In March 2020, at the beginning of the pandemic, as the virus raged like a demented dragon, news channels across the world broadcast quarantined Italians in harmonious voices on their balconies. At a time when mingling was forbidden, except with household members, the sight of these songbirds provided the world with a sense of normality and the community at a time when it was most needed.
However, Christians and people of other faiths found themselves devoid of in-person congregational singing. Dr Robert C Mann said,’ Churches with dynamic congregational singing radiate spirituality and witness. Hymns, prayers, and liturgies accumulated through centuries of Christian wisdom provide essential and positive resources for effective worship’.
CAB: As a prolific musician, what were your initial thoughts about restrictions on singing in churches at the start of the pandemic?
TB: The infectious nature of COVID-19 meant congregation singing was forbidden, so my initial thoughts were that of relief when ‘professional singers’ were encouraged to provide worship music for live and recorded services. Worship without singing doesn’t feel like worship to me, so listening to ‘professional singers’ seemed like the next best option, given the unprecedented circumstances. Singers and band musicians provided a service that improved the worship experience of all worshippers. When the number of singers was low, it put them under pressure to blend and provide a high-quality musical experience. Before lockdown, ensemble singing was a one-off experience in that no one could listen to it again after the service. However, with the onset of the recorded and live-streamed church, all worship services could be analysed again and again. In my opinion, our church musicians have been able to reflect and improve their skills through this phase of our church history. They have also learned many important lessons along the way and improved their music technology and production skills for music and video editing.
CAB: During the pandemic, you were able to record several songs by recruiting singers and musicians. What was the highlight of these recordings?
TB: At the start of lockdown, a friend sent me a video made by singers and musicians from a Sunday church. I was so impressed that singers recording on their smartphones in their bedrooms and kitchens could sound so good blended with musicians who recorded in various locations and mixed using music software and laptops. I sent it to my church’s media team and asked if they could produce video editing at this level. When they confirmed they could, on the condition that the sound was mixed by someone else, I set about finding a solution. I had some experience using Logic Pro music production software many years ago, thanks to Marlon Rhamie, so I was happy to mix the vocal tracks. I partnered with Dwight Johns to work on producing instrumental tracks, and a solution was born. After watching many YouTube videos on music production, I could mix vocals to a more professional standard and felt comfortable producing for Willesden SDA Church. I partnered with my daughter Melody to create a final mix, working with Dwight, my nephew Jordan Samuel, and other musicians up and down the country and collaborating with singers and musicians from Willesden. Other churches, all of whom gave of their time and efforts so generously throughout the pandemic. It was stressful at times, but it was an absolute honour and privilege to work with many singers and musicians, including our Children’s Choir, Teens Praise Team, Youth Praise Team, and our adult Praise Team.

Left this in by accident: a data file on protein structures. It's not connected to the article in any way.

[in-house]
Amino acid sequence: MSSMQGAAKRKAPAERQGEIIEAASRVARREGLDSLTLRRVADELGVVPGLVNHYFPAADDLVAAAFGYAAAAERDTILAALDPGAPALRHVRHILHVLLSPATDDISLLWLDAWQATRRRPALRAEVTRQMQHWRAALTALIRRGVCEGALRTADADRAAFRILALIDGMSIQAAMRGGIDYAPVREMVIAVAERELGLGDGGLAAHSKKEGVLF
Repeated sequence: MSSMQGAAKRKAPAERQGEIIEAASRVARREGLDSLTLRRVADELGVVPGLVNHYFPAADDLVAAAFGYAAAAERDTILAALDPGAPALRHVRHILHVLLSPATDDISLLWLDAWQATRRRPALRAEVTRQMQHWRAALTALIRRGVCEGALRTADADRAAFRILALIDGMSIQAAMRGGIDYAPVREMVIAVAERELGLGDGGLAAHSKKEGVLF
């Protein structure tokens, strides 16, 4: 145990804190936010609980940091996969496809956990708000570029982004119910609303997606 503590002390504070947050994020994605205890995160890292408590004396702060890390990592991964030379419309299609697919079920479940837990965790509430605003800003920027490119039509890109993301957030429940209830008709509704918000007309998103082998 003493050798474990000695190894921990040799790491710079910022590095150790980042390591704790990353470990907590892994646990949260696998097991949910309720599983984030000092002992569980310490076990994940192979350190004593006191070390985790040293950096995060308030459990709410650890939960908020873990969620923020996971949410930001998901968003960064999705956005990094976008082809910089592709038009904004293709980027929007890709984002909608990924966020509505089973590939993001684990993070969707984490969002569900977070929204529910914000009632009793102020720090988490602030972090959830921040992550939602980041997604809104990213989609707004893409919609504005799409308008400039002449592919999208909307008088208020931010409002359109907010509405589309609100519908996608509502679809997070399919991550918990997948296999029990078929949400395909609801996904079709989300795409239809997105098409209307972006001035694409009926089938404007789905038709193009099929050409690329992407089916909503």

CAB: How can churches continue to make their music engaging in hybrid worship?
TB: One of the benefits of analysing worship services is that our expectations are higher and our palate more sophisticated. For churches to make music engaging in a hybrid worship context, several approaches are required, for example, clear communication between worship leaders, their congregation, and the pastoral team to agree on various music styles. Another is the professional development of the technical team working to an expert level in the background, providing an essential service to facilitate worship online and live in the building to the most professional level possible. The pandemic forced us to think outside the box, so now we can find solutions that were previously unheard of. This means we can integrate live services with pre-recorded elements, allowing the inclusion of a variety of items that can lift service and inspire a congregation. Singing, as a part of religious service, is as much an act of worship as is prayer. We are finally emerging from this pandemic, and although the virus is still around, we can gather in worship spaces and sing together. And as we offer our songs of worship and praise, let us remember Who is at the heart of our worship.
Catherine Anthony Boldeau is the Commissioning Editor for the Communicator
Tina Brooks is Music Director for the Willesden SDA Church in West London